How much do you think it would cost to send a paperclip to the surface of the Moon? Do you think a private space company could do it for less than NASA? We’re about to find out as a group of private rocket engineers has launched a 30-day fundraising campaign to send a 1 gram payload (that’s the weight of a large paperclip) to the lunar surface.
Moonspike co-founders Kristian von Bengtson (a Danish spaceflight architect) and entrepreneur Chris Larmour started the company in February 2015 with the goal of building a rocket from scratch and using it to launch a tiny payload to the Moon. There would be no scientific mission for the payload – it’s sole purpose would be to allow the team to say “Dudes … we sent a rocket to the Moon!” In keeping with that spirit, Larmour gave his team two simple rules: No scams and no jail time.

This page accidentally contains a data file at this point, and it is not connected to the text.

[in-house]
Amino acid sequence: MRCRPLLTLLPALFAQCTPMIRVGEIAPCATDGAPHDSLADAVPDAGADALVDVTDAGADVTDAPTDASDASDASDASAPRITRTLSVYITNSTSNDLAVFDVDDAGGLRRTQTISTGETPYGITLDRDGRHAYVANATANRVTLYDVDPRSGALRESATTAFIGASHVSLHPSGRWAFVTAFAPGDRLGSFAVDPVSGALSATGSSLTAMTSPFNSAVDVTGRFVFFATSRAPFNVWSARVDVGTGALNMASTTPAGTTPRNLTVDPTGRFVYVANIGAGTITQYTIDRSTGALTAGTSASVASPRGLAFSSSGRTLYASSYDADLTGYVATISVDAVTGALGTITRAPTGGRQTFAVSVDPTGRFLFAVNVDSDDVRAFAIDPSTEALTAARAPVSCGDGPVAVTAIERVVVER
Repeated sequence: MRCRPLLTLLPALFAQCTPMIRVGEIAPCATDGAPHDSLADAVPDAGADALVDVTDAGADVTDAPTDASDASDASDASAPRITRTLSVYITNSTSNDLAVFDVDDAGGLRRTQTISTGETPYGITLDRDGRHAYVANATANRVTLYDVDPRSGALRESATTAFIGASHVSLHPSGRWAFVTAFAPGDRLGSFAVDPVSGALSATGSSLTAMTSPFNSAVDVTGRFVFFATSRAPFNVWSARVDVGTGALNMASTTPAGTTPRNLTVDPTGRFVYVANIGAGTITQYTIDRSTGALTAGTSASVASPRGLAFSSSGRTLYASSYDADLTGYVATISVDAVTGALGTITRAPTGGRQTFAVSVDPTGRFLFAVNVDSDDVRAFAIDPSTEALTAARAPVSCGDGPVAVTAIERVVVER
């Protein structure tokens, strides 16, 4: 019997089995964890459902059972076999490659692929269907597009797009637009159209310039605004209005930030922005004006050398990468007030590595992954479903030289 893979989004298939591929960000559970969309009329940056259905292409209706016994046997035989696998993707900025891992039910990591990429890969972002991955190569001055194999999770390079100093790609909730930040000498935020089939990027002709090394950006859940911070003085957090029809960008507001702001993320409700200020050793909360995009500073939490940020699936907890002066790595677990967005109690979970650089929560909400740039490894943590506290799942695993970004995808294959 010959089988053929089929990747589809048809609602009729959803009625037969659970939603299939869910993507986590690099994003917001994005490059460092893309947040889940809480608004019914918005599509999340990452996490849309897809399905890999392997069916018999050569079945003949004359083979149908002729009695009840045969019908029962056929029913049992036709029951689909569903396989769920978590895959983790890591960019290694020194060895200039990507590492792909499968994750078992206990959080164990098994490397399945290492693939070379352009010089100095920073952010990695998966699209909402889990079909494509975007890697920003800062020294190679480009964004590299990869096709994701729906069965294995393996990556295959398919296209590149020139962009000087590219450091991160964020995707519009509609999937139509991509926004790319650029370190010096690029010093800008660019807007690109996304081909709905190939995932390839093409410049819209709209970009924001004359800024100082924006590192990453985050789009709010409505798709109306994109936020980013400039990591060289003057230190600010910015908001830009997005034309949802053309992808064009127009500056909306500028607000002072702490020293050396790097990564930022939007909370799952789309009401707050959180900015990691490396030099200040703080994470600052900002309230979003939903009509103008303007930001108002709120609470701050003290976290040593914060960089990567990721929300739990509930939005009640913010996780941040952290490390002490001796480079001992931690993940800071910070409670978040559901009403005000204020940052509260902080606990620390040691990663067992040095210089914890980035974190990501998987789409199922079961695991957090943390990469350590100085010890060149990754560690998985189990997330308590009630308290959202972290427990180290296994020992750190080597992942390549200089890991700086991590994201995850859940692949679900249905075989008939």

The rocket they envision is a 22-ton, three-stage, liquid-fueled craft that will be launched into lower Earth orbit where it will send a small spacecraft to the Moon to release the one-gram payload that will descend and crash into the lunar surface.
What are these guys sending to the Moon that weighs a gram? A paperclip? Not quite but close. It’s a small spike (hence the company name) made of radiation-proof titanium that will contain digital images, video and other data from financial backers.
The initial fundraising goal of $1 million will allow backers to follow the design and production process of prototypes. The total cost will be much more than that (sending an Atlas V rocket into orbit costs an estimated $225 million) and will be raised through private investments.
Will it work? Is it a good idea to send an object crashing into the Moon just for the sake of doing it? Wouldn’t Moonspike be a great name for a band?